Story


My love for this car goes back a long way. The year was 1970 and I was 5. Dad had been following the news that Yoshihiko Matsuo and his team at Nissan, Japan were planning on a affordable sports car for the American market; the 240z. In October 1969 he joined the other 16,214 people who bought Z’s that year. His was blue with black on black interior. I remember the “Nissan 2400 OHC” valve cover. At my age, there was nothing cooler than cars and as far as I was concerned I had one of the
coolest in my garage.


Dad had this Z until just after he taught me to drive manual in it. He sold it to make room for a truck and family boat. After a few years of that nonsense, he bought the used green 1972 with butterscotch interior and black louvers. After 140,000 or so miles and a blown head gasket, this became my first car. The deal was; I come up with half of the funds for the engine rebuild. Sold! After reading how to remove an engine, armed with a Chilton’s guide I
was ready. After countless hours sitting in the engine bay cleaning/polishing and a new motor later, the car gave me 5 more years service before further repairs outstretched my budget. I remember telling myself it was ok, when I get older I can get one and rebuild it cherry.


Well, countless years later, I found myself wanting to relieve my tank (my all-time favorite car by the way) of city car duty. And the Z passion was reborn. Now, find the right car.

I couldn’t get one that needed too much work, I don’t have THAT much time. Instead I wanted to find a car that I could enjoy along the way from project to project. After months of searching the country via the web, I found my disco orange 73 240z in Scottsdale, AZ through craigslist. The previous owner had owned the car for 20 years. He had a ‘motor out’ paint job 8 years ago that is nothing short of awesome and seemed to stop driving it cause the paint still looks fresh.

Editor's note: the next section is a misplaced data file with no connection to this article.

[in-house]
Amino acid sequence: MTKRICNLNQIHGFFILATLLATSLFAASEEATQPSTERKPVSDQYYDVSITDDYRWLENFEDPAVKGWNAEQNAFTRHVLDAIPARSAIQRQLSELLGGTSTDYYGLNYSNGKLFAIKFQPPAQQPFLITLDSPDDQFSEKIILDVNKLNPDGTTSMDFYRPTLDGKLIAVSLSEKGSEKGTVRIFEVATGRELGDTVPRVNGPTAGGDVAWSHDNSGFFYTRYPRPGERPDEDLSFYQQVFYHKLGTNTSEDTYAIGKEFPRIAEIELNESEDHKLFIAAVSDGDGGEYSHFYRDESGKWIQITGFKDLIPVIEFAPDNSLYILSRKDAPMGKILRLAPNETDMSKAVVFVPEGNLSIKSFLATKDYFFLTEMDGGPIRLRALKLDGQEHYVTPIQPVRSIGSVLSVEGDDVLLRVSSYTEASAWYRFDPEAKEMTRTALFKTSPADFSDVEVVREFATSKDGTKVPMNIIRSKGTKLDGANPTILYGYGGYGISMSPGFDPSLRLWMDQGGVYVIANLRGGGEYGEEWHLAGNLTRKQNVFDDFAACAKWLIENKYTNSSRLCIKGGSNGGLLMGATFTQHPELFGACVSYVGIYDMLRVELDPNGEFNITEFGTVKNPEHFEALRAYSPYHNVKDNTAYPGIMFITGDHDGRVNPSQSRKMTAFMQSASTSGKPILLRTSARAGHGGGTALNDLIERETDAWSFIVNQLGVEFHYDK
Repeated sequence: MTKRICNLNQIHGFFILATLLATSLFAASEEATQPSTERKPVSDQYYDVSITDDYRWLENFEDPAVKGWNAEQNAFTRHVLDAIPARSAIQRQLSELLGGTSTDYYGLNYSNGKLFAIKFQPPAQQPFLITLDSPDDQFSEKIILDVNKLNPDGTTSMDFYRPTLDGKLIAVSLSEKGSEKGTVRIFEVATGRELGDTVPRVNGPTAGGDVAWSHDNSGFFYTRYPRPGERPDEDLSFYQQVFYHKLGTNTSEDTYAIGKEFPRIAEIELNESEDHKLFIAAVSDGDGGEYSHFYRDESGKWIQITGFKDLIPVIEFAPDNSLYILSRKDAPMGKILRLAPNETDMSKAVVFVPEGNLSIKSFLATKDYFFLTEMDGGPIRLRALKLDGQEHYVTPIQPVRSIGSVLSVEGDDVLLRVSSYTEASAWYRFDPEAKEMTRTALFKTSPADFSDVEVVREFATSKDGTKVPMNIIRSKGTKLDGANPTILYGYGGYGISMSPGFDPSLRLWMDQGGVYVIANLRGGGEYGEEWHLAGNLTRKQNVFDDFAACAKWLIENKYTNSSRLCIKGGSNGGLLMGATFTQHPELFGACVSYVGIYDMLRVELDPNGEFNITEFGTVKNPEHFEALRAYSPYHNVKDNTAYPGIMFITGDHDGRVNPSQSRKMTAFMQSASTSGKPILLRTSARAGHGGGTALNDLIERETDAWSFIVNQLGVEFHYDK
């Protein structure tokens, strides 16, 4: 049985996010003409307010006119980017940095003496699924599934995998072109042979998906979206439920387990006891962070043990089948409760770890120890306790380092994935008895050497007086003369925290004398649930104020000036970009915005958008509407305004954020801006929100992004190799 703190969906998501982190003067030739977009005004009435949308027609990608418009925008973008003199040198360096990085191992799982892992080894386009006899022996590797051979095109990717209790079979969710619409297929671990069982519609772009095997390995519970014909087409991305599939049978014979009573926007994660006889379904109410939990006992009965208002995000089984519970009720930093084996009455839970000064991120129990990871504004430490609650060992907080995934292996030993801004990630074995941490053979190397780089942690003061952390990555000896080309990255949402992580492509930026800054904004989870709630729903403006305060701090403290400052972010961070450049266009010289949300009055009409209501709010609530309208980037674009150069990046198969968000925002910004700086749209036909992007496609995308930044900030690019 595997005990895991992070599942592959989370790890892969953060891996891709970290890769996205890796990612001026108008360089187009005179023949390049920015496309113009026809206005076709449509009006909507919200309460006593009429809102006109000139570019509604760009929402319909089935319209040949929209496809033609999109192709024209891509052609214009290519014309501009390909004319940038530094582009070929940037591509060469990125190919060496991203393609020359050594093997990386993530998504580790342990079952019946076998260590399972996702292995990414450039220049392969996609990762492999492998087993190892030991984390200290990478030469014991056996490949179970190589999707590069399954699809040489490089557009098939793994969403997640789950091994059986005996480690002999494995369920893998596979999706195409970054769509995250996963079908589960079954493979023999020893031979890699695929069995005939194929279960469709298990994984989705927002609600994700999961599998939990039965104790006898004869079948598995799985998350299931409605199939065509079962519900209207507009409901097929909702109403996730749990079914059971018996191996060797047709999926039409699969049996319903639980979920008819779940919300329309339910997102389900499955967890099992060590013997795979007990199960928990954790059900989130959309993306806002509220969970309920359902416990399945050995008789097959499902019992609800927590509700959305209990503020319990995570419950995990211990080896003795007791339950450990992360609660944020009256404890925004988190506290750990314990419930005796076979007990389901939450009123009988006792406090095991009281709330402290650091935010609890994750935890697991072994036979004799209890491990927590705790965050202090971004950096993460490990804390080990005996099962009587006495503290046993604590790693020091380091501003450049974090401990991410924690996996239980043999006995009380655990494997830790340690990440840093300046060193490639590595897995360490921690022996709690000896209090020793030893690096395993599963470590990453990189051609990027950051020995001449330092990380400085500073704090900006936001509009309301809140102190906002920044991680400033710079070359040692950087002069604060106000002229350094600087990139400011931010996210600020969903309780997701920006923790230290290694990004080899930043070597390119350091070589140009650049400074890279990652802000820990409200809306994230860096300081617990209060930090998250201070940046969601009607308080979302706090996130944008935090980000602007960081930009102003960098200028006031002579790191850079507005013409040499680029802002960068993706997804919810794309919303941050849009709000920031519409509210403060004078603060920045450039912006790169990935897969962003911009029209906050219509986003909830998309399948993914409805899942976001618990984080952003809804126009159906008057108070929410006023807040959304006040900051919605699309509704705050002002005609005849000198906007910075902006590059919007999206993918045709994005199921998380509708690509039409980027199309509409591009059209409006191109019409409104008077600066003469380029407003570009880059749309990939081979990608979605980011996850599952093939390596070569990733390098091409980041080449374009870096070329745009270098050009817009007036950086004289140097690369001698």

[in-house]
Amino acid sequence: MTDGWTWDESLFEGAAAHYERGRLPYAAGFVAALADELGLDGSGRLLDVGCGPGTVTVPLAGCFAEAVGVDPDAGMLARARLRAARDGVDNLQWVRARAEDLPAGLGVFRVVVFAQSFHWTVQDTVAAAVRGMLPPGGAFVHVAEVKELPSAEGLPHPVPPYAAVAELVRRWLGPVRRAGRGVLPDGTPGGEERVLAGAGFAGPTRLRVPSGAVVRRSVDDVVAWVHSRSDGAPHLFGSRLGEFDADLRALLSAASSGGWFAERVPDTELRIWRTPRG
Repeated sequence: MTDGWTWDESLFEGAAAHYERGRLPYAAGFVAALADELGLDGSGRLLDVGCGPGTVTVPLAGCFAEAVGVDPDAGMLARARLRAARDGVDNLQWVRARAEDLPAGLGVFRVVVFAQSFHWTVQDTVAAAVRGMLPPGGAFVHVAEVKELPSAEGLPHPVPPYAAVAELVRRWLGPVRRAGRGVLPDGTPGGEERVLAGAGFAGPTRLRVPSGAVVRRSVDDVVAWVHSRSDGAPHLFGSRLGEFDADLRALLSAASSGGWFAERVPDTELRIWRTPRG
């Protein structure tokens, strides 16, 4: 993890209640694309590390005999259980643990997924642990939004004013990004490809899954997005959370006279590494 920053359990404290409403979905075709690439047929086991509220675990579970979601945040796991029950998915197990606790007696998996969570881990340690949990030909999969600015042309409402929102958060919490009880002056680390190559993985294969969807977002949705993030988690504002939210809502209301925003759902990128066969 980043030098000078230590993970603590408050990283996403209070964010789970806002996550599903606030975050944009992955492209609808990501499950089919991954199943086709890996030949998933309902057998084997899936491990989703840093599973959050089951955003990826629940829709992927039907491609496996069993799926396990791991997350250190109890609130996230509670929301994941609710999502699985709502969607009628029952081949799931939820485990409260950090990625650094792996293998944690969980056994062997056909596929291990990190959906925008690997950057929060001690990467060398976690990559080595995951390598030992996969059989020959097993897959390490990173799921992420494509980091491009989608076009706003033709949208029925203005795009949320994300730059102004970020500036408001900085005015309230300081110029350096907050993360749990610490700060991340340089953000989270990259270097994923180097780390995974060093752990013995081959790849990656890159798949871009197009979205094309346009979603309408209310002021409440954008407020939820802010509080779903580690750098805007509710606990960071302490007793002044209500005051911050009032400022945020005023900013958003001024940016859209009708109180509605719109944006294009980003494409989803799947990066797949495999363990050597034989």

At first, I wasn’t that into the color. ‘A bit loud’ is what I thought. But it didn’t take long to grow on me. Immediately, I swapped the automatic transmission for a fresh 5 spd from an 82 zx, a Jet Hot coated MSA 6 into 1 header and a fresh set of Koni struts and she’s ready to roll.

My date night car and my date...

Stats


1973 Datsun 240zOriginal L24 motor with 73,000 miles E88 head, planed, polished, valves/seats ground1972 round top Hitatchi SU carburatorsjet hot coated 6 into 1 headerOne piece 2 1/2” stainless exhaust Borla mufflerzx 5spd swapHigh flow dual core aluminum radiatorCustom build alternator for Mike’s Z shop 110 ampKoenig Imagine Opal 17x8 wheelsBridgestone Potenza g-Force Sport Comp2 255/45R17 tiresNew gas tankNew bumpers, holes filled & re-chromedNew door seals/window sealsNew carpetNew seat upholsteryNew CoilNew Koni struts

Pics


Best Nostalgic - JCCS

Driver's Impression


Disco Station is well on its way to being completely restored/rebuilt.

The car already has some nice upgrades like the older performance minded SU’s which also have the added benefit of reliability. Or the 6 into 1 jet hot coated header free-breathing into the wider 2 1/2” exhaust. I think I will leave the L24 plant in the car, its running extremely well right now. However I would like to quicken the pace a bit. A new set of Z Therapy SU’s, new linkage and a new distributor with electronic ignition are in order. That should smooth out the idle and give it some snappier response. Additionally, tighten up the drive train by swapping to a limited slip differential, new mounts for it and the transmission. Urethane bushings throughout the suspension/ steering system, larger 1” sway bar in the front & 3/4” in the back, a set of shorter/stiffer race springs and clean tank and powder coat control arms/strut towers/steering components. That should get rid of the loose feeling and quiet those road noises. To round off the performance plan, a pair of 4 piston Wilwood calipers and slotted disc’s for the front for that added confidence in the canyons. If that doesn’t satisfy the need for speed, then I can always build a L28 f54 block with over sized pistons. The dash has to come out. There are 2 splits right between the 3 mounds of the center gauges (typical). Once the dash is out, I will freshen up the vents and fan, update the dash lights and replace the radio with three gauges-fuel pressure, air/fuel mixture and volt meter. A new amp under the seat for mp3’s, new 6x9’s and a custom fiberglass sub woofer/storage box in the spare tire well. That should keep me busy for a while. Like I said, driving from project to project.

- Teddy Yonenaka